Now, the COVID-19 pandemic, more than any other crisis in recent history, has shown how grim the situation is across the region. In April, the WHO said 43 African countries had just 2,000 ventilators and 5,000 intensive care beds, while 10 countries had no ventilators at all. Making up just 16% of the global population, Africa bears 23% of the world’s disease burden, yet accounts for just 1% of the total global health expenditure in 2015, according to United Nations and WHO figures. “The COVID-19 crisis and its impact on health and other social policy sectors such as education as well as the economy, has brought to the fore the importance of strong healthcare systems to pre-empt and deal with such global threats,” Kalipso Chalkidou, professor of practice in Global Health, Imperial College London, told Africa in Fact.
The Abuja Declaration was agreed to address the persistent funding problem that had seen health per capita public spending in Africa at a meagre US$70 in the early 2000s. A decade after the declaration, 27 nations had increased the proportion of their health expenditure, according to a 2011 report by the WHO. By 2013, only three countries – Rwanda, Botswana and Zambia – had achieved the 15% mark. By 2014, while the average per capita health spending rose to US$160, more countries (19) were spending less on health as a percentage of their budgets, a follow-up report by the WHO in 2016 stated.
According to the report, countries whose health spending fell lower than the pre-2000s figures included Chad, Mozambique, Tanzania, São Tomé and Príncipe, Sierra Leone, Zambia, Rwanda, Senegal, Equatorial Guinea, Zimbabwe, Cabo Verde, Cameroon, Comoros, Benin, Mauritania, Togo, Botswana, Niger and Central Africa Republic. Remarkably, the report found that a country’s wealth did not exactly determine its allocation share to healthcare. For example, while countries with high per capita income (over $10,000) such as Algeria, Botswana, Equatorial Guinea, Gabon, Mauritius, Seychelles and South Africa did not spend as much on health, those with relatively lower per capita like Ethiopia, Gambia and Malawi, surpassed the 15% target.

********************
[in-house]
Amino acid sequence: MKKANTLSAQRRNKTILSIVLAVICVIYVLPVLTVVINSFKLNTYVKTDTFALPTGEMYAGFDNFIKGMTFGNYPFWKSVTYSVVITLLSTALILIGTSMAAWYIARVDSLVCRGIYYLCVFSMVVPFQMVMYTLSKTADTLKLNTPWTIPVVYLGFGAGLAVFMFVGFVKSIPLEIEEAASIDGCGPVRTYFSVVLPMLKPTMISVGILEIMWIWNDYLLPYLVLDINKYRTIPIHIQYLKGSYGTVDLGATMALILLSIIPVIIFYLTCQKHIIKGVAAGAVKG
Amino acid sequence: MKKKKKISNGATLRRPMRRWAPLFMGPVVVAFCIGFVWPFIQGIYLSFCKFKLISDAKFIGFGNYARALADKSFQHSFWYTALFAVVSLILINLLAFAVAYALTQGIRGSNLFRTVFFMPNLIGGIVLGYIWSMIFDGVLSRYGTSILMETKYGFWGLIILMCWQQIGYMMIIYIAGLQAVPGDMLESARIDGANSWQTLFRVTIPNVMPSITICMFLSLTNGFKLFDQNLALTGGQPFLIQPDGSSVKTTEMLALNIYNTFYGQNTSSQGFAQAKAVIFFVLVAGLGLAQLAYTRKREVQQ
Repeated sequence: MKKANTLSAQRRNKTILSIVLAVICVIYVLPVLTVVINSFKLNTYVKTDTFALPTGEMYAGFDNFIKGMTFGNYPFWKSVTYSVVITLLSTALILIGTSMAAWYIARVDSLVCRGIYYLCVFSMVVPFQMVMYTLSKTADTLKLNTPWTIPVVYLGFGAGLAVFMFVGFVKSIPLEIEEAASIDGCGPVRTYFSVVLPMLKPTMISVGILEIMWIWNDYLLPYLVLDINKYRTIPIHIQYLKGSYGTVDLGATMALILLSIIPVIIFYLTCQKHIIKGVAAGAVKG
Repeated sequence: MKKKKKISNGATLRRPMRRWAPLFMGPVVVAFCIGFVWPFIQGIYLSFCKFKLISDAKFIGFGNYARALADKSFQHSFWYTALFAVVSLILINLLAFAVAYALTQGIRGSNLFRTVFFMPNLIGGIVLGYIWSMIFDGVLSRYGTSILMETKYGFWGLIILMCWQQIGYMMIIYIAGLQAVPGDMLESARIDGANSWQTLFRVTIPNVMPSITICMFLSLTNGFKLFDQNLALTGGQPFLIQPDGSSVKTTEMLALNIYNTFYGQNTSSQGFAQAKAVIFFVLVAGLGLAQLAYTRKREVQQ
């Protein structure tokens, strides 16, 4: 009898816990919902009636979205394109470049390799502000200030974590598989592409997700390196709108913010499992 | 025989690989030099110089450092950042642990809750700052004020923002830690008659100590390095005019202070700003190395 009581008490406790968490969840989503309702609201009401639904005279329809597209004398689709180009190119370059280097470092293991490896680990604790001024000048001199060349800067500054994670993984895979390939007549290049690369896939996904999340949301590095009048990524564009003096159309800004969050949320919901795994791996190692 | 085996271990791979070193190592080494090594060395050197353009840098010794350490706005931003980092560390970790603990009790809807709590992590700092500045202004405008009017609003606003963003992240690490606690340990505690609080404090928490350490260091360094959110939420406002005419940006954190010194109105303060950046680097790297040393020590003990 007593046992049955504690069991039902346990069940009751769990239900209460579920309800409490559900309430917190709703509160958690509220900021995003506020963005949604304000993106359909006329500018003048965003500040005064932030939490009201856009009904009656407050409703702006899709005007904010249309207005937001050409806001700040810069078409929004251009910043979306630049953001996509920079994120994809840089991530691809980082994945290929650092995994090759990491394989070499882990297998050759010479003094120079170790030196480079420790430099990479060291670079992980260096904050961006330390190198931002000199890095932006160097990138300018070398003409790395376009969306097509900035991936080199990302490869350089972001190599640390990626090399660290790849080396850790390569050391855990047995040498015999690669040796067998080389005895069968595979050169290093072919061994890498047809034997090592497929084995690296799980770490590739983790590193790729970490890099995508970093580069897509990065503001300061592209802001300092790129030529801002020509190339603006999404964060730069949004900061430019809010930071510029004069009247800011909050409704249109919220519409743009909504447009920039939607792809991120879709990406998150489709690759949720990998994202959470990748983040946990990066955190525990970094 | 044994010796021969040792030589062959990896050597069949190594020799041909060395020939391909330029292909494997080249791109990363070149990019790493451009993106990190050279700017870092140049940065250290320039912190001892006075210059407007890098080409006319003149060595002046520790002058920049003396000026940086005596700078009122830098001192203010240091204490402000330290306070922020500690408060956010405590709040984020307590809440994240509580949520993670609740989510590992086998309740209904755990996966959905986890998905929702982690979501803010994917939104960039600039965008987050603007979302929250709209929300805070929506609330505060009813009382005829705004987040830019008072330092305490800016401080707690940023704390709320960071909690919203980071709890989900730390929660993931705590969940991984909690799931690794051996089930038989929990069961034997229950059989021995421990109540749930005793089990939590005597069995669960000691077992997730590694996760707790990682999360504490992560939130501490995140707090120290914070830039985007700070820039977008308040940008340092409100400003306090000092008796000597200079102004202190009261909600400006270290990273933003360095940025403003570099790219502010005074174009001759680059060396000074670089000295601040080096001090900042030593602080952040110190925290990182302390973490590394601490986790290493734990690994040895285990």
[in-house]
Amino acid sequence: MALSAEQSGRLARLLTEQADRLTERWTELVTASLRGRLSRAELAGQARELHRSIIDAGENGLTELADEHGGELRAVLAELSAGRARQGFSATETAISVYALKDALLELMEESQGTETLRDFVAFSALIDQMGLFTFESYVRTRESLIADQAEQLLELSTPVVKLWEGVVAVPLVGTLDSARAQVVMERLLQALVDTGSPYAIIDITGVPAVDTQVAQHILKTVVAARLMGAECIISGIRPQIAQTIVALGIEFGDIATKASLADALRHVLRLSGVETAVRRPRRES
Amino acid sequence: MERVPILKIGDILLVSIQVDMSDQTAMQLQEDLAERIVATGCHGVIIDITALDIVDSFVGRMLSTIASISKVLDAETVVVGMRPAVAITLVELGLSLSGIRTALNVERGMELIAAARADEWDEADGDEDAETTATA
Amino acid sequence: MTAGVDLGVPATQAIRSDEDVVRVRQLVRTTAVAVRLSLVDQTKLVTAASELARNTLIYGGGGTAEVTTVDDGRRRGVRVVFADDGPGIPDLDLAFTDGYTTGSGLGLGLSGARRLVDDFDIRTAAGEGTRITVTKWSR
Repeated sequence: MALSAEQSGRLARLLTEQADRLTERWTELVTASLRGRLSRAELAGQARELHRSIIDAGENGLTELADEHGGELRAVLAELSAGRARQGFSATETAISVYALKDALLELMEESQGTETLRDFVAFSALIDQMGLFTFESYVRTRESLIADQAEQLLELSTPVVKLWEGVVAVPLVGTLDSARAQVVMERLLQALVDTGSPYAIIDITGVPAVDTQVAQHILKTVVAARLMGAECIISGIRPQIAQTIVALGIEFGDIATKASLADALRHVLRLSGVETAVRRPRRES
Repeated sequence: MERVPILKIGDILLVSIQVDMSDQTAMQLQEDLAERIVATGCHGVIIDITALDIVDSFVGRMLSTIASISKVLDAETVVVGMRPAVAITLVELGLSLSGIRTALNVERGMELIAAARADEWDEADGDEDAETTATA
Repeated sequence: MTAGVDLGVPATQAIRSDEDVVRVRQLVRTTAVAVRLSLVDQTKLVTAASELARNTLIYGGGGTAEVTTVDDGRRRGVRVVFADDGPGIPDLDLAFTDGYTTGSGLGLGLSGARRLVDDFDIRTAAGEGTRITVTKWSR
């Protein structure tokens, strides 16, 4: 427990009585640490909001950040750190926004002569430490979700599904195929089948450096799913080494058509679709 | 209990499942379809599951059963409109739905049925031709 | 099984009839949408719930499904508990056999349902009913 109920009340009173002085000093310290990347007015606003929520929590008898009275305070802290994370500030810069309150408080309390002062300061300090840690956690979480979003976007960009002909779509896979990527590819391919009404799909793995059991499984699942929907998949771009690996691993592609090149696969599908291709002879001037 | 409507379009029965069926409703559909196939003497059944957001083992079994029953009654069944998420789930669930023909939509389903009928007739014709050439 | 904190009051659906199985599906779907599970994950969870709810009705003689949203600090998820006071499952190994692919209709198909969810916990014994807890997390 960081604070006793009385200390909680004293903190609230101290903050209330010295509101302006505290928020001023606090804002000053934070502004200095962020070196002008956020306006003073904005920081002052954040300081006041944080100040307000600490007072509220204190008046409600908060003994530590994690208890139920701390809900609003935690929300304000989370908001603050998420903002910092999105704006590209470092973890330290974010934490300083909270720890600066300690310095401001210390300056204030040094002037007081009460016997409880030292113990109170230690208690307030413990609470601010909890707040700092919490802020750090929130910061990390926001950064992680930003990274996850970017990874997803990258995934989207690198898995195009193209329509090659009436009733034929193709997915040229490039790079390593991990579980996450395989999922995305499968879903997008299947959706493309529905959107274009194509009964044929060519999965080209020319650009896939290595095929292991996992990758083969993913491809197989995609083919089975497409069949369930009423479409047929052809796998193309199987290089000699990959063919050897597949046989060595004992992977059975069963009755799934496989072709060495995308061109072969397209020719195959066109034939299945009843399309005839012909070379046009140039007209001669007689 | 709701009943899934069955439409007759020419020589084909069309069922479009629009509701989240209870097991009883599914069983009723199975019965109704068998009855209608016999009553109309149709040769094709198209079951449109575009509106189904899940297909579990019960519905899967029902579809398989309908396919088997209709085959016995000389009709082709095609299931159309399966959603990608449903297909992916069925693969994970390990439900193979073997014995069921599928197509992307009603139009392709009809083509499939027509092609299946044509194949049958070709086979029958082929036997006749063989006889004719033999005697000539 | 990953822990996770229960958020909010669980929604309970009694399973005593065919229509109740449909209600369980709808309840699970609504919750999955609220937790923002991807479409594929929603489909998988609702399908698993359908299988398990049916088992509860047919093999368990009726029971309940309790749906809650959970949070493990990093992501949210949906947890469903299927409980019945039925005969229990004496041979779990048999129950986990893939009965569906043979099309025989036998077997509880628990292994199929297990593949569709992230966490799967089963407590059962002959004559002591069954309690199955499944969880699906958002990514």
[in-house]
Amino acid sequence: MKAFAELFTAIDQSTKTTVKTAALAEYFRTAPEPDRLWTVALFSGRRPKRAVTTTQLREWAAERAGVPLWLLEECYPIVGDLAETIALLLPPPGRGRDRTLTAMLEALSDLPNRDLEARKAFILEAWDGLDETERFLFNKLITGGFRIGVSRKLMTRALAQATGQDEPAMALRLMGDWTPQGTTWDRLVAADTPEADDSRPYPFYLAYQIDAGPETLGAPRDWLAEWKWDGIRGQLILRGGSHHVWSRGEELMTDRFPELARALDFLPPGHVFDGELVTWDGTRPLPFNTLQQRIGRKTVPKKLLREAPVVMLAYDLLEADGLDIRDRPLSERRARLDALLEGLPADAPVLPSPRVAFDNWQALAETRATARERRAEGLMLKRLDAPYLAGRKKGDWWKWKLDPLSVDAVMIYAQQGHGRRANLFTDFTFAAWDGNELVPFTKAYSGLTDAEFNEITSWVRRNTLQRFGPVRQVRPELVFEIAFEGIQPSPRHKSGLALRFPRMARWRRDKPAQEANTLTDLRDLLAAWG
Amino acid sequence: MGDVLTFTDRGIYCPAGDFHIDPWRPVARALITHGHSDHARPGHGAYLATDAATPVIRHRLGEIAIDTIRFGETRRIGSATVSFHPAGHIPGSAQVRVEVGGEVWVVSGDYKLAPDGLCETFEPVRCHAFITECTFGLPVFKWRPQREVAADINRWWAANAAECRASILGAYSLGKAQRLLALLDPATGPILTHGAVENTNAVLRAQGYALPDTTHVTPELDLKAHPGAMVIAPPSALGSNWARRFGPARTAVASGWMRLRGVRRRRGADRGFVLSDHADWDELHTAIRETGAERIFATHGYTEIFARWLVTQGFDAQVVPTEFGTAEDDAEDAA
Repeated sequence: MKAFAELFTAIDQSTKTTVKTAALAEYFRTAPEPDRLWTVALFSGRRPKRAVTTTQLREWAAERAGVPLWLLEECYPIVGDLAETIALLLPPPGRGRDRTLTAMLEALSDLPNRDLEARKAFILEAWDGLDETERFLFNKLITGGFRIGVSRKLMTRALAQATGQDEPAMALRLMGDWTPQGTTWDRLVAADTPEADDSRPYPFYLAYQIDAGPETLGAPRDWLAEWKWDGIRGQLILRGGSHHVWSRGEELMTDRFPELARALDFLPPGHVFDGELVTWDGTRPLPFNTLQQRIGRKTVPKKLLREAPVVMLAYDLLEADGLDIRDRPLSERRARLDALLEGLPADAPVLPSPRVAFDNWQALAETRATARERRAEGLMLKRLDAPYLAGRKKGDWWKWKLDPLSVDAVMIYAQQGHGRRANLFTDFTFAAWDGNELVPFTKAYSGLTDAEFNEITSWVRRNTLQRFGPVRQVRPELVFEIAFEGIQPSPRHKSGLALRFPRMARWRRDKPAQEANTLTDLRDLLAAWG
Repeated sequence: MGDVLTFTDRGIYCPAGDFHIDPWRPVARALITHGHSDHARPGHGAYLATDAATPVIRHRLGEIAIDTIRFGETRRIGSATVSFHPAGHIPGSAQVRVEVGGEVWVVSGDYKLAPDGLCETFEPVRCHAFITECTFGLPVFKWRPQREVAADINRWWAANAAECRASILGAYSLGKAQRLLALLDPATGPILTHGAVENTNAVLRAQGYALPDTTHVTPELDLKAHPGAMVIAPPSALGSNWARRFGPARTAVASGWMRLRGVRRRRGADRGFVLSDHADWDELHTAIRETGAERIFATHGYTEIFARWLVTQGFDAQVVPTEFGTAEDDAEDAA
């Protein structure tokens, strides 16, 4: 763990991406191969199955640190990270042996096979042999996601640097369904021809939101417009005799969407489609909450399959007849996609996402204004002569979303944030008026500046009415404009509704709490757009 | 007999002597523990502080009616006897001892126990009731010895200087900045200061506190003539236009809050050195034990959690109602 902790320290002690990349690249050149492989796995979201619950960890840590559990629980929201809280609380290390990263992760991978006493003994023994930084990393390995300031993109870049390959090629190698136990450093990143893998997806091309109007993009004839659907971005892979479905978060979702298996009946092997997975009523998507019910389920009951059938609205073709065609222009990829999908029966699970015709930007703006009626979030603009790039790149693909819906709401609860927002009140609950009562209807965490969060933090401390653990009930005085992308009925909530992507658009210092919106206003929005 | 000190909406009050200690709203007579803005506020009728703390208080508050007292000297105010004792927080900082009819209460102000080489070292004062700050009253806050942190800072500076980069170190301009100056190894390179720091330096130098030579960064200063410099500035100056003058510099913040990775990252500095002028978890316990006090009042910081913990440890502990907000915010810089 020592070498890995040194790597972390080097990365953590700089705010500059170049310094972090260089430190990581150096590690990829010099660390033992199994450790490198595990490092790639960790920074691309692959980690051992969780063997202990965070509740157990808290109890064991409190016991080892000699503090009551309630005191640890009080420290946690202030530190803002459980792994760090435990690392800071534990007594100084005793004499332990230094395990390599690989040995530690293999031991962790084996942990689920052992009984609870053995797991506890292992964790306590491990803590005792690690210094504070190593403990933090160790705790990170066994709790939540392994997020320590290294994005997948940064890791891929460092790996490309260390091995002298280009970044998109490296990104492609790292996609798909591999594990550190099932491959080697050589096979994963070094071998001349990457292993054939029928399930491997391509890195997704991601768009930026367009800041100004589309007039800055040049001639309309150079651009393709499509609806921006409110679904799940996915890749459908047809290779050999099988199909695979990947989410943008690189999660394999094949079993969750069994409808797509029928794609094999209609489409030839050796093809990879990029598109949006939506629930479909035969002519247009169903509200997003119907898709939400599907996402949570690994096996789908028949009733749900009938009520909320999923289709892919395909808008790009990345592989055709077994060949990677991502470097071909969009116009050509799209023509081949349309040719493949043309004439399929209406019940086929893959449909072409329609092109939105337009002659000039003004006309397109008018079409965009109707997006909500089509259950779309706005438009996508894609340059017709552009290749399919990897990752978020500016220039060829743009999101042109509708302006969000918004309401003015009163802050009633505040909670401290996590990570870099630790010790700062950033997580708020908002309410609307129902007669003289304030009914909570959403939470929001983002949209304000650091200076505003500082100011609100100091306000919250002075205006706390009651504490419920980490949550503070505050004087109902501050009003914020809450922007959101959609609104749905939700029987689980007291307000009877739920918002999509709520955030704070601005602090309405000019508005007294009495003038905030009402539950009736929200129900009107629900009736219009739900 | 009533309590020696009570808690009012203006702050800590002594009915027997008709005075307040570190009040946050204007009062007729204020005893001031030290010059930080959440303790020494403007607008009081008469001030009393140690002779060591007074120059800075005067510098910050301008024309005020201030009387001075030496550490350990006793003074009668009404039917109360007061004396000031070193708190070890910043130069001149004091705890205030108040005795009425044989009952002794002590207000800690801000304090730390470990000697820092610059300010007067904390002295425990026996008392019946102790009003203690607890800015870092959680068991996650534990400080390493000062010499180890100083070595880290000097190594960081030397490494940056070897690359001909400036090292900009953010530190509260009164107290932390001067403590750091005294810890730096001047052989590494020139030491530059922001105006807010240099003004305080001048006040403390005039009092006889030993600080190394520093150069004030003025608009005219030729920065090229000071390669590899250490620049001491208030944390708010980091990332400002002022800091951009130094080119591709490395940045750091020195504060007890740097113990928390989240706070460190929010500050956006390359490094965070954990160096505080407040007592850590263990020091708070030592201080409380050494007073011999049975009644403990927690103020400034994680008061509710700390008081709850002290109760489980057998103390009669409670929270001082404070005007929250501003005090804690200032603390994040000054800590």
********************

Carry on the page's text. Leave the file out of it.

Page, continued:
“Despite increases in fiscal capacity, spending on health has been deprioritised as governments strive to meet other obligations,” the report stated. “In low income settings, the deprioritisation of health in public expenditure tends to be associated with country-level fragility and political instability, poor governance and corruption.” It also found that most countries prioritised high-end care, that is secondary and tertiary levels referral hospitals that treat mostly the middle and upper classes, and committed, on average, less than 40% of health expenditure to primary care that caters for the majority of the continent’s poorest population.